Lens-Artists Photo Challenge # 194 Bokeh

Sofia challenges me to primarily think of out-of-focus areas in your photos. Are they an important component of your shot? What is bokeh for you and how do you achieve it? I’ll be looking forward to seeing how your beautifully blurred areas also have a story to tell.

Using a large aperture setting would be how I would describe my style of photography.

While visiting Donner Summit, I borrowed a reflecting ball. The shallow depth of field places the photo in a forest setting and the reflection is in focus.

By using a shallow depth of field here my photo leads the eye in a line.

A line of pigs
Colorful crayons

The story I tell with my flower photographs often is about one particular flower standing apart from the rest.

The bee settles on a flower in the field of flowers
Paws, please!
When my Moxie was a young pup!

While capturing images with people the depth of field helps to tell the story.

Racing fans gather during the Amgen finale in Sacramento

This last photograph was taken in 2004 while visiting my In-Laws in Florida. This is an example of why I recommend not discarding all your old mistakes. This was my first DSLR the Nikon D70. I was not familiar with white balance and forgot to change from the indoor lighting setting to the outdoor one. My images were quite blue. But today, I saw potential in this image. I changed it to black and white. What do you think?

I hope you enjoyed my look at bokeh and how it helps to set the stage for my images. Please comment and let me know.

A Photowalk in Niles

Getting away with photo friends and introducing them to my brother Alan made for an enjoyable and interesting day. My brother lives in Freemont, Ca. and found this little old town flavor in Niles about a mile from his address. Car loaded with friends, cameras, and gas we headed off to Niles. I was driving Subi Blue, and just as we started the infamous I symbol appeared on my dashboard indicating a low tire sensor. We boldly continued the two-hour journey.

After passing under a railroad trestle we arrived in Niles, Ca.

This old restored gas station serves as a meeting spot for car enthusiasts.

Unique stores line 1st Street (Main Street). Forget trademarks here. Plenty of antique stores, but since we are here on a Thursday we find many stores closed.

My brother served as our own personal guide to a town he walks around frequently. He knows most of the small business owners and often photographs events in town. The weather cooperates and we found plenty of photo opportunities in nature and architecture.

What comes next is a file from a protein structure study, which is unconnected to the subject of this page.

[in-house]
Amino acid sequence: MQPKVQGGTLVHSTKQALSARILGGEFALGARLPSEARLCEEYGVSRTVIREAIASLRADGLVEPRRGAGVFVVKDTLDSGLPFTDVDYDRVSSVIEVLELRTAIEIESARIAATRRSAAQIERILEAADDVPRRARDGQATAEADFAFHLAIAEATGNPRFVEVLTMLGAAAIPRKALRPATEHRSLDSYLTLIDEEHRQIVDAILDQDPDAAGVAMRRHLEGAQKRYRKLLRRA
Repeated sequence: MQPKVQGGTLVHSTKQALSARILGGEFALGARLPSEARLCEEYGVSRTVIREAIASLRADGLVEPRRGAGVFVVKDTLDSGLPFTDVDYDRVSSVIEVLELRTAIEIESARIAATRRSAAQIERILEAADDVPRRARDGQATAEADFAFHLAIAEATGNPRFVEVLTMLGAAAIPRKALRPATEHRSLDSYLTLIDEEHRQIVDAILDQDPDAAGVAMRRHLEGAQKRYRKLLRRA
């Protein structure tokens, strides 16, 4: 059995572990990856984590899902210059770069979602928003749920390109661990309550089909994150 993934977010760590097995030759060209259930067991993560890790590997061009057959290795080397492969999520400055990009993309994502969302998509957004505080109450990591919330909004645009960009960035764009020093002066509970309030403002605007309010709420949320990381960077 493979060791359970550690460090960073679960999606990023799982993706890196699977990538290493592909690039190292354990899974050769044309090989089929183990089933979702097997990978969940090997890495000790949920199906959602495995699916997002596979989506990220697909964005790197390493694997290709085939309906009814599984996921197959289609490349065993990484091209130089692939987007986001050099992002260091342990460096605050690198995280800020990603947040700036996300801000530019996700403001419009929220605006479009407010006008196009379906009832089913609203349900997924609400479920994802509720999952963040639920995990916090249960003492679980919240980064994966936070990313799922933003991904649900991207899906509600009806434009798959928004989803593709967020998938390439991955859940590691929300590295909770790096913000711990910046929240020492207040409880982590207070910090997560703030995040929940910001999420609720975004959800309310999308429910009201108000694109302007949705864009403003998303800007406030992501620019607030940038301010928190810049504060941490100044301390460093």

This wisteria tree has over the years intertwined with another tree.

Oh what a tangled web we weave.
Tangled
Wisteria in bloom
A Lady Bug

An original house.
Bath anyone?
Each house an individual
I liked the way the light fell on these hats

Silent movies and Charlie Chaplin have solid connections with Niles, Ca. On our way home, we drove through Niles Canyon used as a backdrop for cowboy films in the early days of movie-making.

It turns out the air in the tire was low, so off to find a working air pump, and tossing in a bunch of quarters, and home we went.

This little Tortuga Talavera followed me home.

And we returned safely.

Lens-Artists Photo Challenge #192 Earth’s Story

This week, Amy’s photo challenge theme is Earth Story. The natural world has many stories to tell. They are written on the ground, in the mountains and rivers, and on rocks and trees. Let’s share their stories through our lenses.

While out walking my dog Moxie I came across this stump. My pareidolia nature.
The lichen creates designs where ever they grow.
Point Lobos on the California coast.

Earth’s Story is vast. Let’s take care of all of its resources.

Lens-Artists Photo Challenge # 191 Curves

Ann-Christine thought we would find more examples of curves: funny, beautiful, unusual – roads, paths, art, architecture, animals, plants – anything that interests you. Because, curves are everywhere around us. And she is correct.

Visiting my brother-in-law’s AMPG factory in Indianapolis, Indiana
I liked the way the curve of a concrete table played upon the dark, rocky background
An amusing look at machinery. Do you see what I mean?
I visit many farms in Yolo county. Rusting equipment always capture my imagination
Here is another curvy image.

Nature presents many opportunities to see curves. One of my favorite curves is the “S” curve.

Yolo Bypass Wildlife Refuge taken during wetter times in 2007.
This abandoned behive shows off some curves.
This spectacular maze is found at The Getty, a place I would like to revisit.

Enjoying the coastline curves at Laguna Beach, the rocky coast of Northern California or on the Island of Kauai

Where ever the road may take you.
A rural pathway
A bannister at the Crocker Art Museum
A close look at a piece of art reveals curves.
And finally, this flamingo at the San Diego Zoo has perfected the “S” curve!

Keep looking for curves. It makes for amazing photography. Curves make the world go round.